“Don’t ever tell me to ask. I’m mischievous enough as it is.” That’s what a clambering sneezy bastard said the other night when I conspiratorially winked in his general direction. The rivers were bland. We all had Texas for dessert. Nobody fed themselves. A geezer who weighed more than a docked oil tanker told me, “Crowing gets one everywhere, it seems.” Through the blinds we get Novembered to dry thoughts. “Gas pumps,” I almost cough aloud, “are bespectacled in these parts. Keep your eyes off of them. They are being milked.” Shyness almost overwhelms me, so I stop, crawl back towards the ATMs, and attempt to mentally bull’s-eye the constraints of my escape. It doesn’t work. Frederick, a temperamental bassoonist, keeps me in check with a moonlit mile of chewing, gaping, and lewd grapples with honey-soaked prairie dogs. If we argue, which is not quite as often as often, it is beyond the capacities of mootness. Recently I told him, “Let’s change modes of chance for a change. Believe in gasoline; it keeps us poor. Nobody, not even the rain, pays such small dividends.” If he heard me he wasn’t listening. It goes with much saying, for he is an ex-rebel, and I cannot pull the plug on temporary Midasism, even if it martyrs itself for the best. We boil monkey skin to add some zest to the robust zeal of our nights. Washing clothes is not an option. Dirt lays down our schemes for us. We must not omit it.

I was working on staying dry. Rain stomped down; we apricoted from the pit of the stomach what good umbrellaing would do, and it worked, dingy as it was, and, without further fear of safety, we gassed it. Mostly it was courage we paid for. Kinship? Lost allure? Siphoning? It was all done with the hassle of grogginess, ever old, upon us. Killing trees for spare parts? Nothing was below or above us. I decided to wear a permanent pout on my mug. It wasn’t a shame at all.

We slip on melted gold. I hack my madness from tree stumps, and then go off telling stories to make everybody’s sleep easier. The aluminum ramparts grow sticky with mold. This isn’t a mess for those of us troubled by crouching small. The way to swim is sideways. Entrancing as bathing in warm milk might be, it is not our wrong to flourish in a hard or easy manner. The captain fetches us for reasons nobody should ever know, and we crank the gears backwards, and we dog nap, and the valuable extractions like black blood sprinkler all around, and we rinse off under the spray of petroleum until shining is all we can do.

Many of the coal workers had married widows. It was a safekeeping measure, not always followed through on. Most of us knew when not to keep quiet; we were loud about it; the birds even eavesdropped in while the coal shovels clanked and scraped, while we squatted and harbored no ill-meant “all’s well” in our devising. Fatter times were ahead, we were told, and we wasted away to bone wishing to know them soon. Soon? Well, that didn’t come our way until the spill, and the spill conjured its own spirits among the largest yacht-goers from hither to to. A way of going crazy, in particular separating one’s self from the selves of others and flipping and rearranging how the world views itself, is the only way we seem to be able to go, now, or later, too. The sky is cloudy with remnants of crude dreams, visions of the Orinoco oil sands scandalizing the brutality of our lazy clichés, and, in the meanwhile, we fast for the duration of the harvest. M. King Hubbert blushes below his roses. Clinging hands is what we’ll say we’ve done. A soft touch is too much to drain our sap because we live our lives below the surface of whatever gushes down to us — as in: grow a tail just to snip it off with the scissors of an idiot’s profit.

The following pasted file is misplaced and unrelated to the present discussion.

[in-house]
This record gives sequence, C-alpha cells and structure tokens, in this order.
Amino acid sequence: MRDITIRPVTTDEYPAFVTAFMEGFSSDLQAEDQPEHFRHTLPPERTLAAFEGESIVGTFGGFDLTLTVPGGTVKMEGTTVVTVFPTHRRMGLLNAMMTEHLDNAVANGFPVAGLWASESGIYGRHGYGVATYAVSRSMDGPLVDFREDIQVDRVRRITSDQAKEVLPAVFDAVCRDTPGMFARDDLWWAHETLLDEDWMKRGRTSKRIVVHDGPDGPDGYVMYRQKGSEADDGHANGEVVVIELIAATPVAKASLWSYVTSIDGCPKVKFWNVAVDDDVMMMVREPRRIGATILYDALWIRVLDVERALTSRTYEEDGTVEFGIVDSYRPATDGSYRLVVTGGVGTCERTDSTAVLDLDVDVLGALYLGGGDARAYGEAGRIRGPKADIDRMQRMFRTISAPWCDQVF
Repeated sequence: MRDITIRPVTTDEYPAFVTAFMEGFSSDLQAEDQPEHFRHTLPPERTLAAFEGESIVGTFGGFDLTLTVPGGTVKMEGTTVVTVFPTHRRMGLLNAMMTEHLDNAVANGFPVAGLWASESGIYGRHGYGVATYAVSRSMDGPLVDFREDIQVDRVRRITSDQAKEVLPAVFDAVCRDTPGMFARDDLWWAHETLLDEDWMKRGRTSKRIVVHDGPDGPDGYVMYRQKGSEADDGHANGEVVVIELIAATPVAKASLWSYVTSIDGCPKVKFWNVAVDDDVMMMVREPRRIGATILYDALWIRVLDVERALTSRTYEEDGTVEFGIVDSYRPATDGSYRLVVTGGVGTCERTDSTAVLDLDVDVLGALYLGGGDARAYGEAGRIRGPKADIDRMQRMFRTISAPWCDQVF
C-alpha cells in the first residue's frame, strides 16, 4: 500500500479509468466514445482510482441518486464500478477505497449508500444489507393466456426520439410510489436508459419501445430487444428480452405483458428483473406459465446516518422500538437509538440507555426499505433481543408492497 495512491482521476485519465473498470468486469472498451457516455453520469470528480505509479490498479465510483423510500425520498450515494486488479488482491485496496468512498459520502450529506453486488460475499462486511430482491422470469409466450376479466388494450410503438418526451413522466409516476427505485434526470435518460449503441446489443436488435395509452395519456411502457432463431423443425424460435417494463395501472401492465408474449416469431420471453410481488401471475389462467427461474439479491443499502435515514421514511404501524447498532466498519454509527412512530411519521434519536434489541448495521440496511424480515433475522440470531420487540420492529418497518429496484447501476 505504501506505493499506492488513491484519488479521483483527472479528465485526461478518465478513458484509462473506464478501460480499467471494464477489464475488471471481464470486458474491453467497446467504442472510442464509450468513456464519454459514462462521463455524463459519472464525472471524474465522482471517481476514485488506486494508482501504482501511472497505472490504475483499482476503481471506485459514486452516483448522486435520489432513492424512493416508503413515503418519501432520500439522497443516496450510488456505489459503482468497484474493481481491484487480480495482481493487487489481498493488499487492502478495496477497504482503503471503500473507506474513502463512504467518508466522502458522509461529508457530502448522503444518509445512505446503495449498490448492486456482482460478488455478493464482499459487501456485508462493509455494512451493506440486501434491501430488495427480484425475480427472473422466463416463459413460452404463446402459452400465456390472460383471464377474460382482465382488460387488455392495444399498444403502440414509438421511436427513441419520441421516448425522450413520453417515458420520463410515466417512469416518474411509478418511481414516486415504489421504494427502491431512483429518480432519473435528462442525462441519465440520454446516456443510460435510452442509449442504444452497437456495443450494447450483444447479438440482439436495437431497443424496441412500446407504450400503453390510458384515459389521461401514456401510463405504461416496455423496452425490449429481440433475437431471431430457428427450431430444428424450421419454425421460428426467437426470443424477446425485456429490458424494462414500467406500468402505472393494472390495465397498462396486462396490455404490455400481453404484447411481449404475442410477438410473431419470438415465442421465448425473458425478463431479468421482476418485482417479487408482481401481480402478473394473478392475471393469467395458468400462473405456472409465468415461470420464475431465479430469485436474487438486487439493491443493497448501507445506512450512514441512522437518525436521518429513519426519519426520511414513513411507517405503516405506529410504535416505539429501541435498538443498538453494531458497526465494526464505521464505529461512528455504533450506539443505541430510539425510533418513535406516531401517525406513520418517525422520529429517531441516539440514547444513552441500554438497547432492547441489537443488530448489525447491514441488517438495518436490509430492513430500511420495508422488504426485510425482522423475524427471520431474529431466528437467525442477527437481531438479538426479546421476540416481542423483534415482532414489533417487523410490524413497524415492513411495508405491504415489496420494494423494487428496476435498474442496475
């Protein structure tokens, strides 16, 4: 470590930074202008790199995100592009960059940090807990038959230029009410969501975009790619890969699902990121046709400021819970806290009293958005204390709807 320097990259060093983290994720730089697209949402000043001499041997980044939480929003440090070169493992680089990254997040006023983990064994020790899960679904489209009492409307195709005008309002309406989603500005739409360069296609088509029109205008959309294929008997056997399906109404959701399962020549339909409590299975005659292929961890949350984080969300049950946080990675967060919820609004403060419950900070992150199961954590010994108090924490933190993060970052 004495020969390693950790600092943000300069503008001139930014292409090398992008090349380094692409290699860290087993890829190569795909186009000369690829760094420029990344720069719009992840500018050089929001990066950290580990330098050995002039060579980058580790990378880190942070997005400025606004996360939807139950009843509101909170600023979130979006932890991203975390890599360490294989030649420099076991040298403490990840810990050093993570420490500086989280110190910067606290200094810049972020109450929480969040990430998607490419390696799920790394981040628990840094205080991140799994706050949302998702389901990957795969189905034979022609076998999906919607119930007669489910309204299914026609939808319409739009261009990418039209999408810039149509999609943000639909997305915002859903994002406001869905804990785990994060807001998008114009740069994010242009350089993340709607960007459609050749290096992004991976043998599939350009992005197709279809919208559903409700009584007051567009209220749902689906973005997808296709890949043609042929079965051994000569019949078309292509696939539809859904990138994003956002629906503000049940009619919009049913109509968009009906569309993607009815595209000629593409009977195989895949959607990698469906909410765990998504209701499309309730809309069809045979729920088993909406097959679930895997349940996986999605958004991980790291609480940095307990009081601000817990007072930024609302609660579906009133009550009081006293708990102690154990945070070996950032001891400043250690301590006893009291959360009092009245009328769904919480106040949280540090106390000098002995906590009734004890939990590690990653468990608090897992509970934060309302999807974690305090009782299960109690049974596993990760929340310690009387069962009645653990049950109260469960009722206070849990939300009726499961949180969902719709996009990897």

Most of us locked away our trinkets and small-time valuables when we got here: a bastion built, we hoped, against needless worry. Certainly, there is worry among us still over the patchy matters of drilling guilt, and pardons, which doesn’t make any of us feel exceptional, but does stoke the emptier parts of our souls with fiber. It’s a matchmaker’s disease, and we’ve caught it, and it gets us from meaningfulness through sadness to riskier investments. We dwell among lively sobriquets echoed in a steel cavern; I have forgotten my own name, and for the most part merely hunch my shoulders at or to whatever comes my way. The drums fill and leave us be. The clack and drone of the conveyor belts carries us off to sleep.

Harking gets us less information than we supposed. Uniforms of lost officers hang among the spare horse heads, walking beams, pitman arms, counter weights, cranks, stuffing boxes, tees, and a pair of self-made magnet shoes I’ve been using to jump from roof to roof. It keeps me agile. We look nowhere for tenets we’re pretty sure we’d never get around to following. Silence resounds. We’d listen to the slick, liquid quiet of springtide if we could hear it. “If you’d rather give me a yard,” I’d like to tell the administration, “then I’ll have to go on spending my inches as they come.” There’s no response to this that would be adequate, so I separate myself from the blasé mood of it and squelch the voice of the goodness it might have done. You’d think there would be more frustration, more antagonizing of the upper echelon by those who trump decision making with harder labor, but we are missing the links to galvanize ourselves, to reach out, to be parts of a grander whole, and, also, we have charred lives to take out on ourselves.

Inspecting the subterranean depths, slinking down spiral staircases with pith helmets and flashtubes until we hit the chilly (and even, oddly, somewhat dour) dankness of the rock, we become acquainted to the shale’s personality, the coarse bitter love of its nature, its terrestrial longing and fossilized moroseness; and, in loops of here to back here with no there, we sense early on the ceiling becoming the floor, and we exeunt while we temporarily have the knack for it. As we remove ourselves from the equation, the possibility of smoking rubble chimneys puffs away the kerogen of our lost faith, and, so, we rigorously shelve misguided tours of self-deprivation to make room for the medium-sized aspirations (and, by jingo, extrapolations) of God-fearless yokels. We are the lacking, the men of ore’s soot-black smoky goodbye, those of the shoveled frowns and scuffed souls, who drape their dreams in ash, drink dry the tar-thick liquid of their days, and make way for the well-beyond steam-driven powers that be to pat them on the head and tell them, “Hey, it’s been nice knowing you and all, but, um, it seems it’s time you best better be going now. Ahem.” We don’t add up or substitute mixers for the hard stuff or, also, mix well with others, for that matter. Maybe, in the dimness of our suppressed resignation, carouseled on a tired aria of gloomy harmonica music, I sigh to myself, “Bow out or be borrowed,” but, still awake when the rest of the world is asleep, I’m not listening.

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Davy Carren